Science supports the use of masks to protect against particulate matter. But the mask must be able to filter out PM2.5. Also, make sure it fits your face well, with no air gaps. 
Cloth masks may be more fashionable, but they offer poor protection.  You will be better off with a disposable surgical mask, or an N95 face mask.
3. Don’t treat Smoke as a Joke
Smoke of any description is no joke when it comes to your health.
For example, cigarette smoking is one of the top 10 contributors to death and disease. Smoking one cigarette exposes the human respiratory tract to between 10,000 and 40,000 mg of PM. 
Plus, iron may build up in the throat and lungs of smokers due to particulate matter in the smoke.  This of course will contribute to disease.
Sorry to say, but e-cigarettes are not a good substitute either. They can also release poisonous substances – including PM2.5. 
Wood smoke is no better… it is a main source of PM2.5.  So:
- Avoid secondary cigarette smoke – do not let anyone smoke near you
- Limit your use of wood burners/stoves
- Use your hood oven when cooking on a gas stove – ensure it is well ventilated
- Do not use candles or incense burners: candle burning for a few hours will increase your PM2.5 exposure.  As will incense burning. 
4. Lean towards Green
If your budget stretches far enough, one option is to move to a ‘greener’ area. One that has plenty of green space and trees to help soak up the particulate matter. Of course, this is not possible for everyone. So, a happy medium may be to move to a quieter part of town, as far away from a main road as possible.
If moving home isn’t an option, then use your right to vote. Try to elect an official who understands how much of a threat pollution is. Besides the need for green spaces.
In theory, this would be the ‘Green Party’ here in the UK. But every local candidate has their own manifesto.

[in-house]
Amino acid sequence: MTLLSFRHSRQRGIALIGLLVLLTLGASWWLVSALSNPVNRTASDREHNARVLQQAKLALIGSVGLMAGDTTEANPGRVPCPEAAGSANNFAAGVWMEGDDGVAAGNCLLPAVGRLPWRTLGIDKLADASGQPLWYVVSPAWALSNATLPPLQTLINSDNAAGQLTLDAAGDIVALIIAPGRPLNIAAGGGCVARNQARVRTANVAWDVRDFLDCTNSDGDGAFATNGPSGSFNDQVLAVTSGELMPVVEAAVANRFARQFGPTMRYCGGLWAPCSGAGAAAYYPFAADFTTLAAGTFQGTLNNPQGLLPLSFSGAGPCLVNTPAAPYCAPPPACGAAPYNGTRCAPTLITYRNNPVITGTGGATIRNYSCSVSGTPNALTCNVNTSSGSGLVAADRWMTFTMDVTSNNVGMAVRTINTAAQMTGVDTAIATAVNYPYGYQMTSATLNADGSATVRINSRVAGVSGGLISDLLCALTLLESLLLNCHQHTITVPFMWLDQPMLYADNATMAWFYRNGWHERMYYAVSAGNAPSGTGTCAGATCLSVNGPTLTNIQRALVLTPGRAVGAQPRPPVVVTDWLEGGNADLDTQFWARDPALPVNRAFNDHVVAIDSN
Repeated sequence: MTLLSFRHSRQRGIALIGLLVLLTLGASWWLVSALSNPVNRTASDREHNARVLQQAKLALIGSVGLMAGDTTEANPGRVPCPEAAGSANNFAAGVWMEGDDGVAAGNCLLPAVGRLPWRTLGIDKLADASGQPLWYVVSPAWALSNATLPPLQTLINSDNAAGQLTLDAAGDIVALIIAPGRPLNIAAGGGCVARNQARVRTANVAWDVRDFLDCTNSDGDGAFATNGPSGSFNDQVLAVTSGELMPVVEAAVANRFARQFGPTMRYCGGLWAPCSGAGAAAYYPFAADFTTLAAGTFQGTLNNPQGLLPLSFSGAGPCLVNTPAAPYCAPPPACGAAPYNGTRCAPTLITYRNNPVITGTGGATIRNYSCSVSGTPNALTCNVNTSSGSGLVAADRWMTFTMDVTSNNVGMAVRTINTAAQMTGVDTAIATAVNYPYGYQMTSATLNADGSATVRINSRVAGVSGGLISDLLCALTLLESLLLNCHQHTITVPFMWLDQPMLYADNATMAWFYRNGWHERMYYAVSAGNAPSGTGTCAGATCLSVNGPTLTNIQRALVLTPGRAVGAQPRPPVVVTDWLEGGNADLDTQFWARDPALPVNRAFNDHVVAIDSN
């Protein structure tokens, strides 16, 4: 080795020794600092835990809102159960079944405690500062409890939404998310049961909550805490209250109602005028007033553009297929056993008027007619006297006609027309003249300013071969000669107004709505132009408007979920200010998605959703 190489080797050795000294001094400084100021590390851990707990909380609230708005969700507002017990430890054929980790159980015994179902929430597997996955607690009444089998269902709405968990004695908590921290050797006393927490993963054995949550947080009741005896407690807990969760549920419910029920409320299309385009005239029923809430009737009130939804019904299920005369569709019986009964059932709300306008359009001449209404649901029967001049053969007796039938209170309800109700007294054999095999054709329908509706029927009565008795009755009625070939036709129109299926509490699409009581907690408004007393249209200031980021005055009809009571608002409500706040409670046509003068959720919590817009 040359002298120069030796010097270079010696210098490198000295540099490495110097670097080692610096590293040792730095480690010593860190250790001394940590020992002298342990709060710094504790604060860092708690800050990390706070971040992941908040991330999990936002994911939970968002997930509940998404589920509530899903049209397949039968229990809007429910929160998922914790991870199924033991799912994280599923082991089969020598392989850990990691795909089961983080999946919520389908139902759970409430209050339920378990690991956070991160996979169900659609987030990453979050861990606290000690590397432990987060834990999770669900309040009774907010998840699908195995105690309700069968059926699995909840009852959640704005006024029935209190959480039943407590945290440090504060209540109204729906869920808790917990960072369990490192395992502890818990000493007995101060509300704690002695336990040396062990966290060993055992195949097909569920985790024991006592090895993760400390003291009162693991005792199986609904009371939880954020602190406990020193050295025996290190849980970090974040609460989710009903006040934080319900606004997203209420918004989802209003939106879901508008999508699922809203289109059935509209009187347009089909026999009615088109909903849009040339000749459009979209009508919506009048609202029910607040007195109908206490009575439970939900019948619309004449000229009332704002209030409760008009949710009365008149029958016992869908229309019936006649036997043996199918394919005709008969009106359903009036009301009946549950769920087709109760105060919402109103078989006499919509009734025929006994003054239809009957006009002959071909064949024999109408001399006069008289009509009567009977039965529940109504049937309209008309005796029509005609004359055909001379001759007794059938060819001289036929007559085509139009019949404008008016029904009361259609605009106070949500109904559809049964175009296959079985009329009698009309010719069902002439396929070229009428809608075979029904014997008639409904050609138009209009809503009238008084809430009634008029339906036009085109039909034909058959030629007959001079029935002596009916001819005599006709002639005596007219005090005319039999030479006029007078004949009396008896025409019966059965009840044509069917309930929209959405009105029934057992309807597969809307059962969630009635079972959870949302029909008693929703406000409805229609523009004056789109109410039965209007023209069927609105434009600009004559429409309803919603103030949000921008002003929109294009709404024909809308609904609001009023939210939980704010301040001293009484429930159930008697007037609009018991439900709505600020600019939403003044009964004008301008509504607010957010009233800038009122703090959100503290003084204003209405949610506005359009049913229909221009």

5. Get a Helping HEPA Purifier
You may have seen “HEPA” on air purifiers and other products before. HEPA stands for “high efficiency particulate air.”
HEPA filters are physical filters designed to clear out at least 99.7% of particulates that are 0.3 microns or larger in size. So, in theory, this should cover most particulate matter floating around your home.
HEPA filters can lower the number of breathable particles in your home.  The reductions range from 29%-60% in these specific studies though. With one study showing the filter to be 50% less effective after 5 months.  This highlights the importance of preventing particles from entering your home. Especially when levels are high outside. As well as replacing the HEPA filter every 3-4 months.
You can also buy vacuum cleaners with HEPA filters to prevent dust and such, being re-released.
There are many options on the market nowadays. You need to ensure that you’re buying a “True HEPA filter”. This means it is certified to do what it says on the box.
Can I remove Particulate Matter from my body?
Particulate matter has a strong potential for absorbing toxic metals. Heavy metals themselves can be inhaled and have nasty effects on your health.
In comparison to coarse particulate matter, PM2.5 has a greater surface area per unit mass. This allows them to gather heavy metals more effectively. Amplifying the danger that particulate pollution poses to you – with or without lupus.
So, it is important to avoid particulate matter as much as possible. But, for many of us it may be too late. This is where “chelation therapy” could come into play.
The term chelation comes from the Greek word “chelate” which means claw.
The idea is that these “chelators” bind to metal ions like a claw. Helping to remove them from your body.
Extensive experience demonstrates that acute and chronic human intoxications with a wide range of metals can be treated with considerable efficiency by the administration of a relevant chelating agent. 
Likewise, taking antioxidants (natural or synthetic) or with another chelating agent seems to improve the removal of toxic metals from the system. As well as better and faster clinical recoveries in animal models 
However, antioxidants come with their own concerns. So, click here to learn more about the best source of antioxidants.
Then chelating agents have criteria to meet before you can consider taking them. That is:
- Greater affinity for the toxic metal
- Low toxicity
- Ability to penetrate the cell membrane
- Rapid elimination of metal
- High water solubility
These will be discussed in more detail in a future article.